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 Dave Killoran
PowerScore Staff
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Recently, I've received several messages from students that either ask about seemingly random score fluctuations, or alternately about scores being stuck or not increasing quickly enough. While each person is different, and the reasons for having difficulties vary from person to person, the way to study to address these issues is often very much the same. So, I'm going to post some of the general advice I often pass along in the hopes it might help anyone else who is struggling:

  • First, if you are reading this, I'm terribly sorry to hear things aren't going the way you want so far, but the nice thing is that the end of the journey isn't dictated by the problems you have along the way. It's normal to encounter some troubles while studying, and many students have had a serious issue only to go on and end up scoring extremely well. The key thing is not the problem you have, but how you react to it and the steps you take to eliminate it! With that in mind, let's talk about how to go about identifying and mastering the multifaceted issues that tend to accompany score fluctuations or just being plain stuck as far as improving your score. Just as a warning, this is a long reply, and it's upside down in a sense: I go from broad ideas to more specific ideas, and end with recommendation for a specific next step. So, please bear with me until the end :-D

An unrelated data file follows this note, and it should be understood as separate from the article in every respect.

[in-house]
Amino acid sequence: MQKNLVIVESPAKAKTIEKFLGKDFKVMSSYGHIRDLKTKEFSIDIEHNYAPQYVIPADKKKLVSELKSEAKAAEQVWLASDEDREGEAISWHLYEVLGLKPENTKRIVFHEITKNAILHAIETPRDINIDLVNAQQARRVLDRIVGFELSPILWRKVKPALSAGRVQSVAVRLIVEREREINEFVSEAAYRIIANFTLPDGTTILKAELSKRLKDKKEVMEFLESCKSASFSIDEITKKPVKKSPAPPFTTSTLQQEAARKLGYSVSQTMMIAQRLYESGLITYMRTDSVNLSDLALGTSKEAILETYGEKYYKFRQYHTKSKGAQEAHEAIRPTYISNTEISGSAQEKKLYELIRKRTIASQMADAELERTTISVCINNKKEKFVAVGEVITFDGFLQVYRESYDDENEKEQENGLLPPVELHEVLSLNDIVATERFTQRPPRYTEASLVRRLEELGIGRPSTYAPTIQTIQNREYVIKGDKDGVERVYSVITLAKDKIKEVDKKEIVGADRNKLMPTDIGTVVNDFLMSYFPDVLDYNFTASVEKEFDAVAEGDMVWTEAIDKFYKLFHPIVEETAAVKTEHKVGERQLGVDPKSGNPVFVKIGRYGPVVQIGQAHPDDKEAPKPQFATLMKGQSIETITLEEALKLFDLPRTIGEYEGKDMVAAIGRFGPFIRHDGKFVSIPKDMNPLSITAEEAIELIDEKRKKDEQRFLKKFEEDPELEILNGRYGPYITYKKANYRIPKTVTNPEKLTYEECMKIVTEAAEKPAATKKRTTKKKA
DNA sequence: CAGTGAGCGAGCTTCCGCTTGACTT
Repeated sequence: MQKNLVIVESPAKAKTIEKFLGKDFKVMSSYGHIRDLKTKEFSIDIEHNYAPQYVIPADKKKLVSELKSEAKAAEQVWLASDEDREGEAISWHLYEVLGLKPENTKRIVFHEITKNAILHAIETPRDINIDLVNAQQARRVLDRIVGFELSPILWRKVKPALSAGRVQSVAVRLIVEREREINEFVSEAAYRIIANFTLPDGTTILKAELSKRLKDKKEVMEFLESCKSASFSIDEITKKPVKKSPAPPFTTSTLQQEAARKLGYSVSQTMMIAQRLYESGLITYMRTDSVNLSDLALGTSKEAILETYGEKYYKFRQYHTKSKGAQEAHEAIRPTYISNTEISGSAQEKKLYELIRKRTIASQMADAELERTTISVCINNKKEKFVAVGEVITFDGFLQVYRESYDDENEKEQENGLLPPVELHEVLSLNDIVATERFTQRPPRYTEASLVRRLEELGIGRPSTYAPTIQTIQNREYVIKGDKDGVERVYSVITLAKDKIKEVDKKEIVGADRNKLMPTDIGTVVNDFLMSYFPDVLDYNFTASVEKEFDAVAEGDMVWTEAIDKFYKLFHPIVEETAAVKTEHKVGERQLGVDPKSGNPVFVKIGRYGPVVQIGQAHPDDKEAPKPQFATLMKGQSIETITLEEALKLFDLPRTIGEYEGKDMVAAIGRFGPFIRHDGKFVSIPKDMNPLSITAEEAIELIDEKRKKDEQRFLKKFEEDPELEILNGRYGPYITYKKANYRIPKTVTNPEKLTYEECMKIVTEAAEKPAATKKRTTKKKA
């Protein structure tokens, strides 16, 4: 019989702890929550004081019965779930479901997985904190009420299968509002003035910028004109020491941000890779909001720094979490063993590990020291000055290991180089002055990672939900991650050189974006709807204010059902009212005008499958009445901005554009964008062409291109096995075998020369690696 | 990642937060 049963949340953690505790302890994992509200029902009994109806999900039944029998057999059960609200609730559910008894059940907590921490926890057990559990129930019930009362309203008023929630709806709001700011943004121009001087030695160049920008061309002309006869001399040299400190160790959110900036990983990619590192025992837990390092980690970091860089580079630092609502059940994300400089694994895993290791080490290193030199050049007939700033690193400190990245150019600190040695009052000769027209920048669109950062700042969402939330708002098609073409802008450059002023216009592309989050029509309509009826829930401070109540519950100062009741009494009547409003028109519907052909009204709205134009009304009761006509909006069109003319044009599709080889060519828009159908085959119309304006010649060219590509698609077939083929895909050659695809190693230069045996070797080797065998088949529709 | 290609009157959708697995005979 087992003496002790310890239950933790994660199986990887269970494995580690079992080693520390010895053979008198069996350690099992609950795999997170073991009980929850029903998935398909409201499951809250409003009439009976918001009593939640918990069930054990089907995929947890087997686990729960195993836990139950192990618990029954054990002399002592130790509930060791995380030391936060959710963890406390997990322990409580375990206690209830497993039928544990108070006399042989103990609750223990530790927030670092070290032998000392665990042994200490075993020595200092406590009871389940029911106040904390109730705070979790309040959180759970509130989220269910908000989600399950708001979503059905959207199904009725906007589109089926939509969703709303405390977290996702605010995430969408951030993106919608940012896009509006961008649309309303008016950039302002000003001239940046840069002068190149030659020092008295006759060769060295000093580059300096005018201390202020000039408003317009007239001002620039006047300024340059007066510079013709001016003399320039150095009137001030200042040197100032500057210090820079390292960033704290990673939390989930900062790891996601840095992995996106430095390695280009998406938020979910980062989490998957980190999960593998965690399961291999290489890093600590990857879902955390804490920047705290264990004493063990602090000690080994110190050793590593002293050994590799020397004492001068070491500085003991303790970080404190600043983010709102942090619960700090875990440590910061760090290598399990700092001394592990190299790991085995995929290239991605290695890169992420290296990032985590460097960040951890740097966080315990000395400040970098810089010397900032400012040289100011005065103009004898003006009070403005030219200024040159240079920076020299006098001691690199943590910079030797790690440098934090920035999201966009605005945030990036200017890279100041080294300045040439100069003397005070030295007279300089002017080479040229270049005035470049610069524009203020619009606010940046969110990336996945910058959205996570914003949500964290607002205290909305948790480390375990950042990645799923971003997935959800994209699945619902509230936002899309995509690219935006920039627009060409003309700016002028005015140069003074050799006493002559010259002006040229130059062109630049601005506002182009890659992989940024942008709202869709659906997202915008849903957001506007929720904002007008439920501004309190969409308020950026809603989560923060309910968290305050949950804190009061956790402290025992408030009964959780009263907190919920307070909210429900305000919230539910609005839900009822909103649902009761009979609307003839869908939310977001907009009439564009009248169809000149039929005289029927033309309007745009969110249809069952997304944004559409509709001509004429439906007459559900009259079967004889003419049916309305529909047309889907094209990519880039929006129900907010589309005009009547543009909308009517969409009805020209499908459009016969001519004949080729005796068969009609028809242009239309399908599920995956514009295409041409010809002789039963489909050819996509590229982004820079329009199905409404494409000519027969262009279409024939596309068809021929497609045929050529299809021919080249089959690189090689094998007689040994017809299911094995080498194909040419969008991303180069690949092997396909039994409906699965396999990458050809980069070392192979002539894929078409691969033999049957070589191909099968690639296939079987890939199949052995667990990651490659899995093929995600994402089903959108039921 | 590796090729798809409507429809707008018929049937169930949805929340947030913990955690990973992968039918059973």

The inconsistency in scoring you are seeing relates to how the LSAT tests a wide variety of areas each time, which makes some tests better for you and some worse. I talk about that here: Welcome to the LSAT Casino. For students who aren't 100% on the fundamentals or who aren't machine-like in their approach, these variations in exams often reveal themselves in up and down performances. LR is great on one test, but then not so great on the next while LG seems to do the same thing, but on different tests, and so on. When your scores are jumping around and not rising the way you want them to, there are two broad areas you should look at:

    • LR/RC—Your understanding of the stimulus/passage: Inconsistency often relates to your analysis of the stimulus. How confident do you feel coming out of each stimulus or passage? Do you feel like you understand what is being said? Is your clarity on the argument as good as you'd like, or do you find yourself uncertain of exactly what has been said in many cases? If it's the latter, then the first place to start is with that—try some sections of untimed questions, and then stop after the stimulus and make an assessment of how strongly you feel about your stimulus understanding, and then compare that to how you perform when answering each question. If you see a connection between problems with the stimulus and missing questions, then you'll know that has to be part of your study focus. The question is, how clear are you on what you've read? Could you condense the stimulus into a sentence or two that captures the essence of what was said, or a whole passage into a few sentences? If not, start practicing doing so. How well you can quickly grasp what was said is critical.

      Another way to think of it is this way: everything you need to know to answer any questions is either in the stimulus or passage, so if you don't understand something in one of those, it's going to be difficult to confidently answer a question.